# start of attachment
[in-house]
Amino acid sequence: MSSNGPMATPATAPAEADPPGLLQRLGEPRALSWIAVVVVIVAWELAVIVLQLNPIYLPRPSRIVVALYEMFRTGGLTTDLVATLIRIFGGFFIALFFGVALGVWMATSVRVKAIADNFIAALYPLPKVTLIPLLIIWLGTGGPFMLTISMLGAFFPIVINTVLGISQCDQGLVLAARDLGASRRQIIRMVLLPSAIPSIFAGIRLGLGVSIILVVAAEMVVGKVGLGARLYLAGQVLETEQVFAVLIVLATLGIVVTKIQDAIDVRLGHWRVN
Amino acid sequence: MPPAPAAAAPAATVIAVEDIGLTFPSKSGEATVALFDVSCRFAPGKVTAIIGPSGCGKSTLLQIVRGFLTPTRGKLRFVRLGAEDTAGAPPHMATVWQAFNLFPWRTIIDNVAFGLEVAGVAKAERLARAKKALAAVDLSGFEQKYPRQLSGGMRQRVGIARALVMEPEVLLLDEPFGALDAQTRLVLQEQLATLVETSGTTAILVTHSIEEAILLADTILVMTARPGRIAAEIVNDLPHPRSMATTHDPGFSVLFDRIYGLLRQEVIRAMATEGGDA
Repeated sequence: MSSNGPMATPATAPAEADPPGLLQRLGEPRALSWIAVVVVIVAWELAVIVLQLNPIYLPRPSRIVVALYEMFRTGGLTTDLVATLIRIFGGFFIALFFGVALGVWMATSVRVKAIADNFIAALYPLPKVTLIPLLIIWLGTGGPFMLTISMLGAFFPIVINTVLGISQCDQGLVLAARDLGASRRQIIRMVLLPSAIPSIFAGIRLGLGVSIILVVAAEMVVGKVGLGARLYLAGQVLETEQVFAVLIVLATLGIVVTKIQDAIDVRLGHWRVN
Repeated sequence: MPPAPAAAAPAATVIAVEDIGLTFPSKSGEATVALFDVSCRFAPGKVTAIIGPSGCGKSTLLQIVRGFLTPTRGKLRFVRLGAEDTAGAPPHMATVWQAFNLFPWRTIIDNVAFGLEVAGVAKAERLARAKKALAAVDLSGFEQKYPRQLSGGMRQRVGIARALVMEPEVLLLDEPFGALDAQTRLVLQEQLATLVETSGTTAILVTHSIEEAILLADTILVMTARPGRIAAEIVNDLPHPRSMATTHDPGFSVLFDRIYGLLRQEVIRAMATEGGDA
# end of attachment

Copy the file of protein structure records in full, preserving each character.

[in-house]
Amino acid sequence: MSSNGPMATPATAPAEADPPGLLQRLGEPRALSWIAVVVVIVAWELAVIVLQLNPIYLPRPSRIVVALYEMFRTGGLTTDLVATLIRIFGGFFIALFFGVALGVWMATSVRVKAIADNFIAALYPLPKVTLIPLLIIWLGTGGPFMLTISMLGAFFPIVINTVLGISQCDQGLVLAARDLGASRRQIIRMVLLPSAIPSIFAGIRLGLGVSIILVVAAEMVVGKVGLGARLYLAGQVLETEQVFAVLIVLATLGIVVTKIQDAIDVRLGHWRVN
Amino acid sequence: MPPAPAAAAPAATVIAVEDIGLTFPSKSGEATVALFDVSCRFAPGKVTAIIGPSGCGKSTLLQIVRGFLTPTRGKLRFVRLGAEDTAGAPPHMATVWQAFNLFPWRTIIDNVAFGLEVAGVAKAERLARAKKALAAVDLSGFEQKYPRQLSGGMRQRVGIARALVMEPEVLLLDEPFGALDAQTRLVLQEQLATLVETSGTTAILVTHSIEEAILLADTILVMTARPGRIAAEIVNDLPHPRSMATTHDPGFSVLFDRIYGLLRQEVIRAMATEGGDA
Repeated sequence: MSSNGPMATPATAPAEADPPGLLQRLGEPRALSWIAVVVVIVAWELAVIVLQLNPIYLPRPSRIVVALYEMFRTGGLTTDLVATLIRIFGGFFIALFFGVALGVWMATSVRVKAIADNFIAALYPLPKVTLIPLLIIWLGTGGPFMLTISMLGAFFPIVINTVLGISQCDQGLVLAARDLGASRRQIIRMVLLPSAIPSIFAGIRLGLGVSIILVVAAEMVVGKVGLGARLYLAGQVLETEQVFAVLIVLATLGIVVTKIQDAIDVRLGHWRVN
Repeated sequence: MPPAPAAAAPAATVIAVEDIGLTFPSKSGEATVALFDVSCRFAPGKVTAIIGPSGCGKSTLLQIVRGFLTPTRGKLRFVRLGAEDTAGAPPHMATVWQAFNLFPWRTIIDNVAFGLEVAGVAKAERLARAKKALAAVDLSGFEQKYPRQLSGGMRQRVGIARALVMEPEVLLLDEPFGALDAQTRLVLQEQLATLVETSGTTAILVTHSIEEAILLADTILVMTARPGRIAAEIVNDLPHPRSMATTHDPGFSVLFDRIYGLLRQEVIRAMATEGGDA